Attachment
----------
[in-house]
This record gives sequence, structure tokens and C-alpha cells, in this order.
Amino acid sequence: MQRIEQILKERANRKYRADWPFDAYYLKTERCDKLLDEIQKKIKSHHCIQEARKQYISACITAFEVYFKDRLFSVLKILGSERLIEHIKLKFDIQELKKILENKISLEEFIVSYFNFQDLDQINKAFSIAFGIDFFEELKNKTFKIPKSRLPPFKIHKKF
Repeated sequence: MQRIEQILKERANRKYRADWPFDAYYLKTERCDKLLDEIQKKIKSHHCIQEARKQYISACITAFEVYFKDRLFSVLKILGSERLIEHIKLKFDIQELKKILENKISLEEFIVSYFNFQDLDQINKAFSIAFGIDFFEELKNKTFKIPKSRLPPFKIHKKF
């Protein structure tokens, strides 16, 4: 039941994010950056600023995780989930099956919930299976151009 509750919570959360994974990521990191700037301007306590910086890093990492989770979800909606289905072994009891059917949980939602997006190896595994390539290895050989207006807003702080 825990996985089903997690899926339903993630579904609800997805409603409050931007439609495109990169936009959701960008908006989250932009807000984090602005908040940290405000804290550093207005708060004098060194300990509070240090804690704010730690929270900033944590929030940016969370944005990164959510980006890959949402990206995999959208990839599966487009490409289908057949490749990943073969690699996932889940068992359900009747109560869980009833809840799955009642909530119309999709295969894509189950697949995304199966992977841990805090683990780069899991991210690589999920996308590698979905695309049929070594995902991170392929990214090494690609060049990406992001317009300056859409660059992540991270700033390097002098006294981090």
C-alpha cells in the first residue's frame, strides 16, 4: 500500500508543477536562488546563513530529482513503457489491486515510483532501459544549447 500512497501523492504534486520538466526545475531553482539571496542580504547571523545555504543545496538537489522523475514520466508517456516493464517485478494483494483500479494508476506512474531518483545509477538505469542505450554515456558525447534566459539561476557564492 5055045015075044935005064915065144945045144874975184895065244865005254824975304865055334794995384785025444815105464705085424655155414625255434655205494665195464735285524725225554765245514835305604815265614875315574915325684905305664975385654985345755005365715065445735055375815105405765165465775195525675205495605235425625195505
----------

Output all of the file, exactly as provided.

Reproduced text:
[in-house]
This record gives sequence, structure tokens and C-alpha cells, in this order.
Amino acid sequence: MQRIEQILKERANRKYRADWPFDAYYLKTERCDKLLDEIQKKIKSHHCIQEARKQYISACITAFEVYFKDRLFSVLKILGSERLIEHIKLKFDIQELKKILENKISLEEFIVSYFNFQDLDQINKAFSIAFGIDFFEELKNKTFKIPKSRLPPFKIHKKF
Repeated sequence: MQRIEQILKERANRKYRADWPFDAYYLKTERCDKLLDEIQKKIKSHHCIQEARKQYISACITAFEVYFKDRLFSVLKILGSERLIEHIKLKFDIQELKKILENKISLEEFIVSYFNFQDLDQINKAFSIAFGIDFFEELKNKTFKIPKSRLPPFKIHKKF
């Protein structure tokens, strides 16, 4: 039941994010950056600023995780989930099956919930299976151009 509750919570959360994974990521990191700037301007306590910086890093990492989770979800909606289905072994009891059917949980939602997006190896595994390539290895050989207006807003702080 825990996985089903997690899926339903993630579904609800997805409603409050931007439609495109990169936009959701960008908006989250932009807000984090602005908040940290405000804290550093207005708060004098060194300990509070240090804690704010730690929270900033944590929030940016969370944005990164959510980006890959949402990206995999959208990839599966487009490409289908057949490749990943073969690699996932889940068992359900009747109560869980009833809840799955009642909530119309999709295969894509189950697949995304199966992977841990805090683990780069899991991210690589999920996308590698979905695309049929070594995902991170392929990214090494690609060049990406992001317009300056859409660059992540991270700033390097002098006294981090």
C-alpha cells in the first residue's frame, strides 16, 4: 500500500508543477536562488546563513530529482513503457489491486515510483532501459544549447 500512497501523492504534486520538466526545475531553482539571496542580504547571523545555504543545496538537489522523475514520466508517456516493464517485478494483494483500479494508476506512474531518483545509477538505469542505450554515456558525447534566459539561476557564492 5055045015075044935005064915065144945045144874975184895065244865005254824975304865055334794995384785025444815105464705085424655155414625255434655205494665195464735285524725225554765245514835305604815265614875315574915325684905305664975385654985345755005365715065445735055375815105405765165465775195525675205495605235425625195505